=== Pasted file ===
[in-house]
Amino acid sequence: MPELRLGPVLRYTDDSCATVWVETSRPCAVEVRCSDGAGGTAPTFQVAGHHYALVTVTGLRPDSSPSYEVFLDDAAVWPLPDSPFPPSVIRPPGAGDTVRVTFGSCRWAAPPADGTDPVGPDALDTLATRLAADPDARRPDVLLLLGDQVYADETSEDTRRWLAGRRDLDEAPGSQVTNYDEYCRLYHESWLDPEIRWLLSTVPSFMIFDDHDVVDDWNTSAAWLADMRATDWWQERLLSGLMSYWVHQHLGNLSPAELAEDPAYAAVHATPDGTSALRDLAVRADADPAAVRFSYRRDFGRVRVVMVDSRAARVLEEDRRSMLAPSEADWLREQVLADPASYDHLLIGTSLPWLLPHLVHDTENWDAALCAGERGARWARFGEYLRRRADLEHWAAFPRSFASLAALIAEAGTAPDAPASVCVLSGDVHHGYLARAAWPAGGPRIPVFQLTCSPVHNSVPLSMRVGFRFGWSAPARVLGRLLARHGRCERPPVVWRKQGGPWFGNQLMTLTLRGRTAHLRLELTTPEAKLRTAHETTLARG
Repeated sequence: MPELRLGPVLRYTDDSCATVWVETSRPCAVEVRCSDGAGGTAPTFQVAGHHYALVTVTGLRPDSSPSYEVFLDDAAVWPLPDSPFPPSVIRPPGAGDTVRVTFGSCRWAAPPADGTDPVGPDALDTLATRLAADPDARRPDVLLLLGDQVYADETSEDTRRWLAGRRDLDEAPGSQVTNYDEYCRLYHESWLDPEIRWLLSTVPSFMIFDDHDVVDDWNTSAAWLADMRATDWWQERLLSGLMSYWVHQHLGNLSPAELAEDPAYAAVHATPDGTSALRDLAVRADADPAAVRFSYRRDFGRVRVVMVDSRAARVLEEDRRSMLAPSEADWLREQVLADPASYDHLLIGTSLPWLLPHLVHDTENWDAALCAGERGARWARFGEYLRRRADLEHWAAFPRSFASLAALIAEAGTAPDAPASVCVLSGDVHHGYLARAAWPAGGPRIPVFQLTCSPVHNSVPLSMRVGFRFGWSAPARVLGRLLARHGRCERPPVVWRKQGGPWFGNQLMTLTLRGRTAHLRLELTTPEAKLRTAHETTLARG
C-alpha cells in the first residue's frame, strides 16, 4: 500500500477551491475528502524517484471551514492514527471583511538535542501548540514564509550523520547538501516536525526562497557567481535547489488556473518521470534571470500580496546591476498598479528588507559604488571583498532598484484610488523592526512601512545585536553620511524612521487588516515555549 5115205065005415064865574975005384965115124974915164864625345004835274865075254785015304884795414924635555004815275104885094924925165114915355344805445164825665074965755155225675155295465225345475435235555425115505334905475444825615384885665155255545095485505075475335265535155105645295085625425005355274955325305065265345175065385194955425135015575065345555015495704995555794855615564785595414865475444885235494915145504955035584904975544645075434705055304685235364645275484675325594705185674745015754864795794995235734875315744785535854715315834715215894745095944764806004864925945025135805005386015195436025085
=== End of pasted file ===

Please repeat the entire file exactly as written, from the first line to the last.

[in-house]
Amino acid sequence: MPELRLGPVLRYTDDSCATVWVETSRPCAVEVRCSDGAGGTAPTFQVAGHHYALVTVTGLRPDSSPSYEVFLDDAAVWPLPDSPFPPSVIRPPGAGDTVRVTFGSCRWAAPPADGTDPVGPDALDTLATRLAADPDARRPDVLLLLGDQVYADETSEDTRRWLAGRRDLDEAPGSQVTNYDEYCRLYHESWLDPEIRWLLSTVPSFMIFDDHDVVDDWNTSAAWLADMRATDWWQERLLSGLMSYWVHQHLGNLSPAELAEDPAYAAVHATPDGTSALRDLAVRADADPAAVRFSYRRDFGRVRVVMVDSRAARVLEEDRRSMLAPSEADWLREQVLADPASYDHLLIGTSLPWLLPHLVHDTENWDAALCAGERGARWARFGEYLRRRADLEHWAAFPRSFASLAALIAEAGTAPDAPASVCVLSGDVHHGYLARAAWPAGGPRIPVFQLTCSPVHNSVPLSMRVGFRFGWSAPARVLGRLLARHGRCERPPVVWRKQGGPWFGNQLMTLTLRGRTAHLRLELTTPEAKLRTAHETTLARG
Repeated sequence: MPELRLGPVLRYTDDSCATVWVETSRPCAVEVRCSDGAGGTAPTFQVAGHHYALVTVTGLRPDSSPSYEVFLDDAAVWPLPDSPFPPSVIRPPGAGDTVRVTFGSCRWAAPPADGTDPVGPDALDTLATRLAADPDARRPDVLLLLGDQVYADETSEDTRRWLAGRRDLDEAPGSQVTNYDEYCRLYHESWLDPEIRWLLSTVPSFMIFDDHDVVDDWNTSAAWLADMRATDWWQERLLSGLMSYWVHQHLGNLSPAELAEDPAYAAVHATPDGTSALRDLAVRADADPAAVRFSYRRDFGRVRVVMVDSRAARVLEEDRRSMLAPSEADWLREQVLADPASYDHLLIGTSLPWLLPHLVHDTENWDAALCAGERGARWARFGEYLRRRADLEHWAAFPRSFASLAALIAEAGTAPDAPASVCVLSGDVHHGYLARAAWPAGGPRIPVFQLTCSPVHNSVPLSMRVGFRFGWSAPARVLGRLLARHGRCERPPVVWRKQGGPWFGNQLMTLTLRGRTAHLRLELTTPEAKLRTAHETTLARG
C-alpha cells in the first residue's frame, strides 16, 4: 500500500477551491475528502524517484471551514492514527471583511538535542501548540514564509550523520547538501516536525526562497557567481535547489488556473518521470534571470500580496546591476498598479528588507559604488571583498532598484484610488523592526512601512545585536553620511524612521487588516515555549 5115205065005415064865574975005384965115124974915164864625345004835274865075254785015304884795414924635555004815275104885094924925165114915355344805445164825665074965755155225675155295465225345475435235555425115505334905475444825615384885665155255545095485505075475335265535155105645295085625425005355274955325305065265345175065385194955425135015575065345555015495704995555794855615564785595414865475444885235494915145504955035584904975544645075434705055304685235364645275484675325594705185674745015754864795794995235734875315744785535854715315834715215894745095944764806004864925945025135805005386015195436025085